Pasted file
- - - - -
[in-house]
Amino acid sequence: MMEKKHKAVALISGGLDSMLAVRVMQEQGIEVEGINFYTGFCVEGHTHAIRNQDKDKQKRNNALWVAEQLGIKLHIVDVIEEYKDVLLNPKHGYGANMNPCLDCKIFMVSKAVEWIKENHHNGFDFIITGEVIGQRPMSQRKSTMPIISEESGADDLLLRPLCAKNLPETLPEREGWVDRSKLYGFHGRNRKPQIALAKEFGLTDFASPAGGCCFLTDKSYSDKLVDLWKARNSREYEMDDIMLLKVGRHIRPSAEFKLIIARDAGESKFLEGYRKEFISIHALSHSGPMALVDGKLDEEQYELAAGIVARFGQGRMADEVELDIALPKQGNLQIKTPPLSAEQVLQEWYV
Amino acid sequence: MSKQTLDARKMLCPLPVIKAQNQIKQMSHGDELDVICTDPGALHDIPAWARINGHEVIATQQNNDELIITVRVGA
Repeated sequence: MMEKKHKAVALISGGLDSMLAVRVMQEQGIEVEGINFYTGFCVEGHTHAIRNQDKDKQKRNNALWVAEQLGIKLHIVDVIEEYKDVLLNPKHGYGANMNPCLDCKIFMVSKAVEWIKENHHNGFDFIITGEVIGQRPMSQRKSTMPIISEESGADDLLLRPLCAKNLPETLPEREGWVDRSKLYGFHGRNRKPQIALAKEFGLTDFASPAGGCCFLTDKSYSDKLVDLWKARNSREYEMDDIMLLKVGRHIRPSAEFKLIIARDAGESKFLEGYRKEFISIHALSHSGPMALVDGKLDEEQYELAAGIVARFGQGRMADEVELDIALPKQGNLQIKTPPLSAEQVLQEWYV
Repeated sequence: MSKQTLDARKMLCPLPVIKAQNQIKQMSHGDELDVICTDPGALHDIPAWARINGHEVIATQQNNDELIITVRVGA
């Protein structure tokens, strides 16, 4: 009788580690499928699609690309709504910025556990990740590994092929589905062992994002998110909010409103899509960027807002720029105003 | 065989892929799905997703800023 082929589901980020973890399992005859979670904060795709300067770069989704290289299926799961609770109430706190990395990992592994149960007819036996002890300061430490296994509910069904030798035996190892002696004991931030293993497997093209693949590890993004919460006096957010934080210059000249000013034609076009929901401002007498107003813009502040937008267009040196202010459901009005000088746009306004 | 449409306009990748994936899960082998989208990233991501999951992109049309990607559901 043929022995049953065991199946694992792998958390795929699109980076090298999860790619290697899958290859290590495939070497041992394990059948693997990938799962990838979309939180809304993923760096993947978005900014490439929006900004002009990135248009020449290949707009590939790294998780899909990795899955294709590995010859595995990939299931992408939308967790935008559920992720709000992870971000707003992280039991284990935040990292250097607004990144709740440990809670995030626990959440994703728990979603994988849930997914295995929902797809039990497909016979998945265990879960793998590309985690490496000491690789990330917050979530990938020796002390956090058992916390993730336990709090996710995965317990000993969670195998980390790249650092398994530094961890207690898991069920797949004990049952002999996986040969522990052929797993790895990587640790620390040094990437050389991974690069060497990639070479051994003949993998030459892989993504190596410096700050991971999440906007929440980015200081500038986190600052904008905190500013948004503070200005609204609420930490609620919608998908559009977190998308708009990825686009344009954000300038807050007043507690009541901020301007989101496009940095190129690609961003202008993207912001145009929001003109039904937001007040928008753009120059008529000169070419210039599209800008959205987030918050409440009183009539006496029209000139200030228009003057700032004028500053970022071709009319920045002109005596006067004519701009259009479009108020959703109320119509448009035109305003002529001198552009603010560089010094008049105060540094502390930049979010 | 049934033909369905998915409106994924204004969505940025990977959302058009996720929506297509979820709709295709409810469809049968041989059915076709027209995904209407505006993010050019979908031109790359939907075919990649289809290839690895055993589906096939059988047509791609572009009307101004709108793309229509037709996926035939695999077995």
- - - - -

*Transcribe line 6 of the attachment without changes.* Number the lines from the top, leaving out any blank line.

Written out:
């Protein structure tokens, strides 16, 4: 009788580690499928699609690309709504910025556990990740590994092929589905062992994002998110909010409103899509960027807002720029105003 | 065989892929799905997703800023 082929589901980020973890399992005859979670904060795709300067770069989704290289299926799961609770109430706190990395990992592994149960007819036996002890300061430490296994509910069904030798035996190892002696004991931030293993497997093209693949590890993004919460006096957010934080210059000249000013034609076009929901401002007498107003813009502040937008267009040196202010459901009005000088746009306004 | 449409306009990748994936899960082998989208990233991501999951992109049309990607559901 043929022995049953065991199946694992792998958390795929699109980076090298999860790619290697899958290859290590495939070497041992394990059948693997990938799962990838979309939180809304993923760096993947978005900014490439929006900004002009990135248009020449290949707009590939790294998780899909990795899955294709590995010859595995990939299931992408939308967790935008559920992720709000992870971000707003992280039991284990935040990292250097607004990144709740440990809670995030626990959440994703728990979603994988849930997914295995929902797809039990497909016979998945265990879960793998590309985690490496000491690789990330917050979530990938020796002390956090058992916390993730336990709090996710995965317990000993969670195998980390790249650092398994530094961890207690898991069920797949004990049952002999996986040969522990052929797993790895990587640790620390040094990437050389991974690069060497990639070479051994003949993998030459892989993504190596410096700050991971999440906007929440980015200081500038986190600052904008905190500013948004503070200005609204609420930490609620919608998908559009977190998308708009990825686009344009954000300038807050007043507690009541901020301007989101496009940095190129690609961003202008993207912001145009929001003109039904937001007040928008753009120059008529000169070419210039599209800008959205987030918050409440009183009539006496029209000139200030228009003057700032004028500053970022071709009319920045002109005596006067004519701009259009479009108020959703109320119509448009035109305003002529001198552009603010560089010094008049105060540094502390930049979010 | 049934033909369905998915409106994924204004969505940025990977959302058009996720929506297509979820709709295709409810469809049968041989059915076709027209995904209407505006993010050019979908031109790359939907075919990649289809290839690895055993589906096939059988047509791609572009009307101004709108793309229509037709996926035939695999077995």